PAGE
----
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APA Utah News & Events

We Are Not Alone!

March 12, 2023 by Nicole Mason

March 7, 2023

By Wilf Sommerkorn

visit Wilf’s blog at

With the intense concentration on our own legislative maneuvering on land use issues, I thought it might be helpful to see how this compares to what is happening in other states.  It’s an understatement to say that land use issues are being considered and debated in other states – just about every state around the country seems to have something happening.  Much of this flurry of activity is rooted in the nationwide discussion of late about zoning reform, which usually seems to mean the watering down or elimination of exclusive single-family zoning.  In addition to National APA and the National League of Cities partnering on this issue, others are also addressing it, like the National Association of Counties, the National Association of Home Builders, the National Association of RealtorsEnterprise Community Partners, and many others.  National APA, on its Knowledge Center blog, posted this in January about what was expected on zoning reform in a number of states – interestingly, they did not include Utah.

Here’s a sampling of what’s going on in just a couple of the states around us (I’m not including California – that is a story all its own on what’s going on there and how things are being addressed):

From Colorado:

… (legislators) will bring bills that could reshape housing policy across the state by dangling incentives to encourage transit-oriented development, making it easier to build accessory dwelling units and removing other barriers  imposed by local governments, such as minimum parking requirements.

“This is far beyond just a local problem,” Gov. Jared Polis said in his State of the State address last month in which he used the word “housing” more than three dozen times. “We have to break down government barriers, expand private property rights and reduce regulations to actually construct more housing to provide housing options at a lower cost so that all Coloradans can thrive.”

Colorado has historically been a state where such land use and zoning decisions are determined at the local level, so city and county officials are nervous about what may be coming from the legislature.

“This is going to be major,” said Claire Levy, a Boulder County Commissioner. “It’s a major shift in policy for the state of Colorado.”

Wheat Ridge Mayor Bud Starker said he agrees with the governor’s goal of addressing housing needs but is hoping there’s room for discussion around the methods.  “I don’t think it’s necessary for the state to start dictating land use regulations in order to achieve a more affordable Colorado.”

From Arizona:

The Arizona Senate Commerce Committee passed an amended bill earlier this month that would supersede some municipal authority over zoning in order to address the statewide housing shortage. But, it faces opposition from city and local leaders across the state.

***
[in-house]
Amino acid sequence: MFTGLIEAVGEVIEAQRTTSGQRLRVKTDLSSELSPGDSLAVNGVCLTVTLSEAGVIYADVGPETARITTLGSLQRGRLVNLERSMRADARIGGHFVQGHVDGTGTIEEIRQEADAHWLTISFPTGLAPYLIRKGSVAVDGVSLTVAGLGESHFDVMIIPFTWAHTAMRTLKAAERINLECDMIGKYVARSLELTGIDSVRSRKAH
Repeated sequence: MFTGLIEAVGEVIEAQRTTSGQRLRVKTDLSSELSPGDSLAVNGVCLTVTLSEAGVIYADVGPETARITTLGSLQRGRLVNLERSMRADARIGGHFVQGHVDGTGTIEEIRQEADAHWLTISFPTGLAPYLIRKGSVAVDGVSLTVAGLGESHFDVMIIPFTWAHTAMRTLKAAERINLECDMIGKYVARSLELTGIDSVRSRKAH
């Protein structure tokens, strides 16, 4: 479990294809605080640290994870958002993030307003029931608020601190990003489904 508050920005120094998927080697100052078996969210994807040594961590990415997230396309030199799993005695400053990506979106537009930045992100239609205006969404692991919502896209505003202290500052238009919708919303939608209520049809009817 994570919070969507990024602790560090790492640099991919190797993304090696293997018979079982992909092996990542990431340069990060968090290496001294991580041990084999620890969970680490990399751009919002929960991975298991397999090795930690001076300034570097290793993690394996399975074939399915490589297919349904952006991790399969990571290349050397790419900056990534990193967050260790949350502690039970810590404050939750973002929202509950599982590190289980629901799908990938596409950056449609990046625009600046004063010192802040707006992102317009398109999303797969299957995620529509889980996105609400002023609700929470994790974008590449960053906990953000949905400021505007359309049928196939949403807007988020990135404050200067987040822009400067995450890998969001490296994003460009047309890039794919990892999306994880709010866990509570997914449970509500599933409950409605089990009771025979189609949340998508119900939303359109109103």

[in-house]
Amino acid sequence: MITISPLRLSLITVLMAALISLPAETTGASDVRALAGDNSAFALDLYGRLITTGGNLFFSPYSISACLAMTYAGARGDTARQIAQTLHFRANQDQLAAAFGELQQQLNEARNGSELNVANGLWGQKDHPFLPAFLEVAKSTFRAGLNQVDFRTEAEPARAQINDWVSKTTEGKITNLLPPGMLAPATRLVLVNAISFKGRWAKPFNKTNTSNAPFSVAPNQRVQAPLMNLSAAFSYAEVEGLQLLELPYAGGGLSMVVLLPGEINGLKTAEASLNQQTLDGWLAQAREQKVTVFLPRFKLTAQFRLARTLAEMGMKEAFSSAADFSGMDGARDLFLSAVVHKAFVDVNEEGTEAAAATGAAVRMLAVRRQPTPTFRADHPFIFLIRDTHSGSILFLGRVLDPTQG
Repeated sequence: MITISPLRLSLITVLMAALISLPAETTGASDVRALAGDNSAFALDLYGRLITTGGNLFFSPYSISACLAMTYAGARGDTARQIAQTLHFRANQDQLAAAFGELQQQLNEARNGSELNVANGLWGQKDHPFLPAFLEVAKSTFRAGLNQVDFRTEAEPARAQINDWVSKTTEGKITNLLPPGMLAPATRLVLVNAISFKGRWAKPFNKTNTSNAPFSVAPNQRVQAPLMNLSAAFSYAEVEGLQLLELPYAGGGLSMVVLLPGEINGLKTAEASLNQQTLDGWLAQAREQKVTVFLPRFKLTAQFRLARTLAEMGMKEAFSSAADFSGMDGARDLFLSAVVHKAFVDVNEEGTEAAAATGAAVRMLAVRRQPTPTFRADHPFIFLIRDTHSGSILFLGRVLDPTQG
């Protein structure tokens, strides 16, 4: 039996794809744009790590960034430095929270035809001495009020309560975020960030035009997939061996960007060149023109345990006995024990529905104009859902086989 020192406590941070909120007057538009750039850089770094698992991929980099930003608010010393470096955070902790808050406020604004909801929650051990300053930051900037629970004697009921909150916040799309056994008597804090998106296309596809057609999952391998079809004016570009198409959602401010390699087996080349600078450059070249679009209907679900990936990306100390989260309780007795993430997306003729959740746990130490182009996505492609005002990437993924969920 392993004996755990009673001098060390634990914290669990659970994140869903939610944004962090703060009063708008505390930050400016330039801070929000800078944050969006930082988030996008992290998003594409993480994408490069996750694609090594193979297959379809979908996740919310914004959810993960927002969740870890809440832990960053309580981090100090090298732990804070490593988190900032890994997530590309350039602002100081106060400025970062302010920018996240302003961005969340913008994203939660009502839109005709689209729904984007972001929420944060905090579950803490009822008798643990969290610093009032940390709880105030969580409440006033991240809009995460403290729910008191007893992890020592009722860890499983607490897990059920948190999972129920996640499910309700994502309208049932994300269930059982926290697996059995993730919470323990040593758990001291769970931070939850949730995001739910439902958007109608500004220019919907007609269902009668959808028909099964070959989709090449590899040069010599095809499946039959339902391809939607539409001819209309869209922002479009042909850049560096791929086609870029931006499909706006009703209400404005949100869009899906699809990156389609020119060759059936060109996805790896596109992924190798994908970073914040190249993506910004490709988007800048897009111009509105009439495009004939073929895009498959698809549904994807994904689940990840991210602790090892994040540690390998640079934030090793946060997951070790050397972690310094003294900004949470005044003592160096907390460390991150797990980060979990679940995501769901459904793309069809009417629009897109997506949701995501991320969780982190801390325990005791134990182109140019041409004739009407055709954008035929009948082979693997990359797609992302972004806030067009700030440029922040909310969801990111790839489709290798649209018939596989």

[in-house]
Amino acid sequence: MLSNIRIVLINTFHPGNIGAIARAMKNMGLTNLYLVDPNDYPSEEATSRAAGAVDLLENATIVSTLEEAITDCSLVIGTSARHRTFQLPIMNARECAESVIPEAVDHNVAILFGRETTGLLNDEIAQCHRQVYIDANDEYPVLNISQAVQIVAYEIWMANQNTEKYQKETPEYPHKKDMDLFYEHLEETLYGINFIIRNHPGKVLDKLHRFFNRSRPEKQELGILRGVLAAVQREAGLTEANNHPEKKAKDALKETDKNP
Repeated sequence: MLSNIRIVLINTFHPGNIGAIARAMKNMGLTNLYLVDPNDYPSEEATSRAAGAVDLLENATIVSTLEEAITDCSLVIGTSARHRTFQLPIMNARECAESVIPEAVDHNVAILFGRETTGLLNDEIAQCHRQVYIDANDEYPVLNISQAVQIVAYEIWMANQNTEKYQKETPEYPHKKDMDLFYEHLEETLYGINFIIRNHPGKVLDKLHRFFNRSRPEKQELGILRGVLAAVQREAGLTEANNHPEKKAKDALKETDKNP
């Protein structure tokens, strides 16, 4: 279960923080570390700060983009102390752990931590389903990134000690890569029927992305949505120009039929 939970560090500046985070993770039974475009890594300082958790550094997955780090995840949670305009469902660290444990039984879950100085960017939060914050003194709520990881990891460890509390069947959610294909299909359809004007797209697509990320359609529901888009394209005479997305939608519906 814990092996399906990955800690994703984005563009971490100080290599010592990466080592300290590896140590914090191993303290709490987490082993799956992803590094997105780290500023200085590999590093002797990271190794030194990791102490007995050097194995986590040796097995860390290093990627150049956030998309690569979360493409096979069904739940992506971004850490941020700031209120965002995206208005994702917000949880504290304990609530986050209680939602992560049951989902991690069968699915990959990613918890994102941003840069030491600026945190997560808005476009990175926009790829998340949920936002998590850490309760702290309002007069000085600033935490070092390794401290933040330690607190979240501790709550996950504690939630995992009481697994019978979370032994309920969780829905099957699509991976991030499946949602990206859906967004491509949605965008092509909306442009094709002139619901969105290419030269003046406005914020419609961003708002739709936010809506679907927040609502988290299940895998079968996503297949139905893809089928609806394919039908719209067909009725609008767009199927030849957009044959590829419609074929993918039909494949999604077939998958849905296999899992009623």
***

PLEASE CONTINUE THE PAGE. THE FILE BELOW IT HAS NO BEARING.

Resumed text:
Senate Bill 1117, sponsored by Sen. Steve Kaiser, R-Phoenix, … stipulates that lots smaller than 4,000 square feet be made available for the development of multifamily projects such as duplexes, triplexes and fourplexes, according to Kaiser.

The bill also requires an expedited approval process for new developments and designates commercial and mixed-use zoning to accommodate high-density housing.

City councils and mayors, among other critics, say that if the bill passes, voter-approved general plans could be ignored by developers. “If this passes, it would really render the general plan moot,” said Tempe Mayor Corey Woods. “What voters believed to be the guiding document for development heights and density would no longer hold true.”

Gilbert Mayor Brigette Peterson wrote in a recent twitter message:

Last week, I testified at the Arizona Senate Commerce Committee in respectful opposition to SB1117. This bill would remove the public from the zoning/planning process & grant developers complete authority of development decisions in our town.

Many state legislatures seem to be taking a much more “top-down” approach to changing land use processes and rules in local communities.  That’s rather different from what has been happening here in Utah, where we have the Land Use Task Force, the Commission on Housing Affordability, the Uniform Economic Opportunity Commission, and the Utah League of Cities and Towns working very proactively with all sides in the development process to address the challenges to growth and housing affordability.

I want to spend a few minutes on what is going on in Montana with their legislative effort on land use processes.  While a variety of bills have been introduced in the Montana legislature on land use issues (much as we have here each year), the major effort that will likely supersede them all is Senate Bill 382.